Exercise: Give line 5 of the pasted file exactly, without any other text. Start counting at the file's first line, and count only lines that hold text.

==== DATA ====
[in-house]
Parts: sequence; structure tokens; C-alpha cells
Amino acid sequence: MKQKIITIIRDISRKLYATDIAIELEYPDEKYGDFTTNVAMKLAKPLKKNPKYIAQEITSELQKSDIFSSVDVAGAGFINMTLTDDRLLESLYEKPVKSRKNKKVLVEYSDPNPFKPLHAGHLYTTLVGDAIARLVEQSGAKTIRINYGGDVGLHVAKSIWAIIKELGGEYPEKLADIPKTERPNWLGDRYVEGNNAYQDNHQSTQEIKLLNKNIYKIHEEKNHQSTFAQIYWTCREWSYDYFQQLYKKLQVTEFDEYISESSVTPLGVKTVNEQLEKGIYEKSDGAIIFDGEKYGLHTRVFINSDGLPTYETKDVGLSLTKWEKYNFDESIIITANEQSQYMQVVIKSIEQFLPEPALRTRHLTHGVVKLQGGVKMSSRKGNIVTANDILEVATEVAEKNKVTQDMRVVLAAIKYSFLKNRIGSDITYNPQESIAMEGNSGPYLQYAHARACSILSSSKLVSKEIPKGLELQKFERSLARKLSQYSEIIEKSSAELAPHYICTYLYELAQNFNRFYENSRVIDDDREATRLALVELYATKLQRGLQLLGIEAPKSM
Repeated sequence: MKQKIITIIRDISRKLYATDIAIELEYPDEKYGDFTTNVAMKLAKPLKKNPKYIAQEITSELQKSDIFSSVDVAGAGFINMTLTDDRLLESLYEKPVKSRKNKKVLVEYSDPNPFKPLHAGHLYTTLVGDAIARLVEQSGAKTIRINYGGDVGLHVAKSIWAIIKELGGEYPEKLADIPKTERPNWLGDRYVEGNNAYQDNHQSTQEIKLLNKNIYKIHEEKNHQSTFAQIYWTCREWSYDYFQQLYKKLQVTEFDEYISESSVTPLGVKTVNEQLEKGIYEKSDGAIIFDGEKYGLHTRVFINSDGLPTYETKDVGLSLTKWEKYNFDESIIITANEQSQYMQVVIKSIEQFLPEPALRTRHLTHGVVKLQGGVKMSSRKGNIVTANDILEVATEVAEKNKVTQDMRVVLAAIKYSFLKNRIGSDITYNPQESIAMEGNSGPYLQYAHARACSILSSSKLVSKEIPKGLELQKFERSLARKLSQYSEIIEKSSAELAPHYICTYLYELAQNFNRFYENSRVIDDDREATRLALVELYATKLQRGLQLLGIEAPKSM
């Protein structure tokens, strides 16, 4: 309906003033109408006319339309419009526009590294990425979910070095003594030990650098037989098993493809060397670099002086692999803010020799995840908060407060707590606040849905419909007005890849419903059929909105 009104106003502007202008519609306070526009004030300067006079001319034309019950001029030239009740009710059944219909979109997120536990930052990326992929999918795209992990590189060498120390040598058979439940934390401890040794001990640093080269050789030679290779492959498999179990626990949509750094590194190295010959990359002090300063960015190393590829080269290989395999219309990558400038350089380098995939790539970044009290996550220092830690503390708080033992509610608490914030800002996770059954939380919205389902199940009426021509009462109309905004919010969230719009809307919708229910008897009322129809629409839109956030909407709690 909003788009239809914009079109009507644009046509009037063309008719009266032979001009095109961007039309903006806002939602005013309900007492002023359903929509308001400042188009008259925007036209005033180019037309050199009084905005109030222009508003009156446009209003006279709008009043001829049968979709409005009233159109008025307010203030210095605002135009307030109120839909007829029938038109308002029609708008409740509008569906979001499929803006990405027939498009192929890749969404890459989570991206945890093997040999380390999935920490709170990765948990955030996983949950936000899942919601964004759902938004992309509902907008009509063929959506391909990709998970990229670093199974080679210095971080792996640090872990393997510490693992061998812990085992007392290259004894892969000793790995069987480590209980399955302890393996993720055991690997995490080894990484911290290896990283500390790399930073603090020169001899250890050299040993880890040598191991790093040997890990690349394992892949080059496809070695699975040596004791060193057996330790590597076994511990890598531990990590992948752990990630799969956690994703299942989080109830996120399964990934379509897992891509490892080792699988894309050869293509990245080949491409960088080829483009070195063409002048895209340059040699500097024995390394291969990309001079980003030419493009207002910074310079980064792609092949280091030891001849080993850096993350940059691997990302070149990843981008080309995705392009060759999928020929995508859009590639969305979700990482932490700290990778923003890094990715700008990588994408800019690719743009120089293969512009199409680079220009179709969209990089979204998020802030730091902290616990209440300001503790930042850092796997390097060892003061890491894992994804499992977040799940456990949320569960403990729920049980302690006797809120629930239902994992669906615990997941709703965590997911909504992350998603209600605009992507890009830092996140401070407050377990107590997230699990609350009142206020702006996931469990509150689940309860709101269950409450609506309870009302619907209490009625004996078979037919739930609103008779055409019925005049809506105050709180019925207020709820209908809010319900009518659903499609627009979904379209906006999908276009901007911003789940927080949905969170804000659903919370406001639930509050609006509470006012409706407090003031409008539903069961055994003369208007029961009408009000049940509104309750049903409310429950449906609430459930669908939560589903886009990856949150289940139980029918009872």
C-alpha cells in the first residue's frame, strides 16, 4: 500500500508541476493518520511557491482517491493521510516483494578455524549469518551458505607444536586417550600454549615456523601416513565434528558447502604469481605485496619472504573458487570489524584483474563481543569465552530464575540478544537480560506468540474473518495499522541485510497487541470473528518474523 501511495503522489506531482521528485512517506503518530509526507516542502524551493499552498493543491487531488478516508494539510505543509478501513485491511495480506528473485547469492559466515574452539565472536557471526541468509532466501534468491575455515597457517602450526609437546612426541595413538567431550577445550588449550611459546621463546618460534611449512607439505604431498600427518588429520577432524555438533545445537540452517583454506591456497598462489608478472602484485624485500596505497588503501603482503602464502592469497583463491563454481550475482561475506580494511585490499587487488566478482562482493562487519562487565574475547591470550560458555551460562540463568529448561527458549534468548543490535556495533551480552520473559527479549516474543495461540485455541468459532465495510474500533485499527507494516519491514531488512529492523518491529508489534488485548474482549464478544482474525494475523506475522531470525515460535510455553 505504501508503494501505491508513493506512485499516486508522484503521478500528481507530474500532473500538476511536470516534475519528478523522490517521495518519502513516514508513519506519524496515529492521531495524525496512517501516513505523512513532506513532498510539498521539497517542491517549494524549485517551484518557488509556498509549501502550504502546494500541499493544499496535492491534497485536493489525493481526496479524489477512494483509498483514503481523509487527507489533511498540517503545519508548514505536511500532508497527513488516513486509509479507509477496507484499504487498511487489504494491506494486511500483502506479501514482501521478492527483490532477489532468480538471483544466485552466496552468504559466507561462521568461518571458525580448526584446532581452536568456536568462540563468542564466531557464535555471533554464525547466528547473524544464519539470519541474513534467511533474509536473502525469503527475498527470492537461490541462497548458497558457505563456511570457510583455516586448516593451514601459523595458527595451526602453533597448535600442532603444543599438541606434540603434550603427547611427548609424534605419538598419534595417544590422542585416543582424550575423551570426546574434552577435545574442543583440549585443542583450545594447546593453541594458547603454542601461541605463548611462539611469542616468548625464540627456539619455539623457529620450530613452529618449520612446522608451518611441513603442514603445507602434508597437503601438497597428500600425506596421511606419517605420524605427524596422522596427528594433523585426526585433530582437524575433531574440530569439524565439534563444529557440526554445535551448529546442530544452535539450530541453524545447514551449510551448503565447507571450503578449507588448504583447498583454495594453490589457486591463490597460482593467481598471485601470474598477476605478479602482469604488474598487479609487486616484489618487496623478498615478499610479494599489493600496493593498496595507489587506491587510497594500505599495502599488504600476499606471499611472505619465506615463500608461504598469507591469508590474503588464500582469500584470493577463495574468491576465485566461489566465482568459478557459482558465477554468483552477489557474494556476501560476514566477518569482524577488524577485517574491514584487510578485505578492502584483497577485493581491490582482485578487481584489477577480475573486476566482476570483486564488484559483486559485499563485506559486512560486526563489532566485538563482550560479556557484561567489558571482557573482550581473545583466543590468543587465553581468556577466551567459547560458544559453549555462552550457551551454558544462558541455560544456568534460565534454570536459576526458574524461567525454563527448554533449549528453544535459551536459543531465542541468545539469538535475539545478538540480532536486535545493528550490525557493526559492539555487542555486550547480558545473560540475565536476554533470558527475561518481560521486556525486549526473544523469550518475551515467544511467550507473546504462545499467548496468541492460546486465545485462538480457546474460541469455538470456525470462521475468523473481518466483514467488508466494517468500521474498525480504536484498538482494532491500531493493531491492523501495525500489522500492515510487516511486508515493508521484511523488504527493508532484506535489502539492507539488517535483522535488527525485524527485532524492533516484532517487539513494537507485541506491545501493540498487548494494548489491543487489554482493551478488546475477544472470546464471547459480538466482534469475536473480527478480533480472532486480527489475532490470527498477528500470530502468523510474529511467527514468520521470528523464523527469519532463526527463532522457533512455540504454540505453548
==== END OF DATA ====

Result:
């Protein structure tokens, strides 16, 4: 309906003033109408006319339309419009526009590294990425979910070095003594030990650098037989098993493809060397670099002086692999803010020799995840908060407060707590606040849905419909007005890849419903059929909105 009104106003502007202008519609306070526009004030300067006079001319034309019950001029030239009740009710059944219909979109997120536990930052990326992929999918795209992990590189060498120390040598058979439940934390401890040794001990640093080269050789030679290779492959498999179990626990949509750094590194190295010959990359002090300063960015190393590829080269290989395999219309990558400038350089380098995939790539970044009290996550220092830690503390708080033992509610608490914030800002996770059954939380919205389902199940009426021509009462109309905004919010969230719009809307919708229910008897009322129809629409839109956030909407709690 909003788009239809914009079109009507644009046509009037063309008719009266032979001009095109961007039309903006806002939602005013309900007492002023359903929509308001400042188009008259925007036209005033180019037309050199009084905005109030222009508003009156446009209003006279709008009043001829049968979709409005009233159109008025307010203030210095605002135009307030109120839909007829029938038109308002029609708008409740509008569906979001499929803006990405027939498009192929890749969404890459989570991206945890093997040999380390999935920490709170990765948990955030996983949950936000899942919601964004759902938004992309509902907008009509063929959506391909990709998970990229670093199974080679210095971080792996640090872990393997510490693992061998812990085992007392290259004894892969000793790995069987480590209980399955302890393996993720055991690997995490080894990484911290290896990283500390790399930073603090020169001899250890050299040993880890040598191991790093040997890990690349394992892949080059496809070695699975040596004791060193057996330790590597076994511990890598531990990590992948752990990630799969956690994703299942989080109830996120399964990934379509897992891509490892080792699988894309050869293509990245080949491409960088080829483009070195063409002048895209340059040699500097024995390394291969990309001079980003030419493009207002910074310079980064792609092949280091030891001849080993850096993350940059691997990302070149990843981008080309995705392009060759999928020929995508859009590639969305979700990482932490700290990778923003890094990715700008990588994408800019690719743009120089293969512009199409680079220009179709969209990089979204998020802030730091902290616990209440300001503790930042850092796997390097060892003061890491894992994804499992977040799940456990949320569960403990729920049980302690006797809120629930239902994992669906615990997941709703965590997911909504992350998603209600605009992507890009830092996140401070407050377990107590997230699990609350009142206020702006996931469990509150689940309860709101269950409450609506309870009302619907209490009625004996078979037919739930609103008779055409019925005049809506105050709180019925207020709820209908809010319900009518659903499609627009979904379209906006999908276009901007911003789940927080949905969170804000659903919370406001639930509050609006509470006012409706407090003031409008539903069961055994003369208007029961009408009000049940509104309750049903409310429950449906609430459930669908939560589903886009990856949150289940139980029918009872």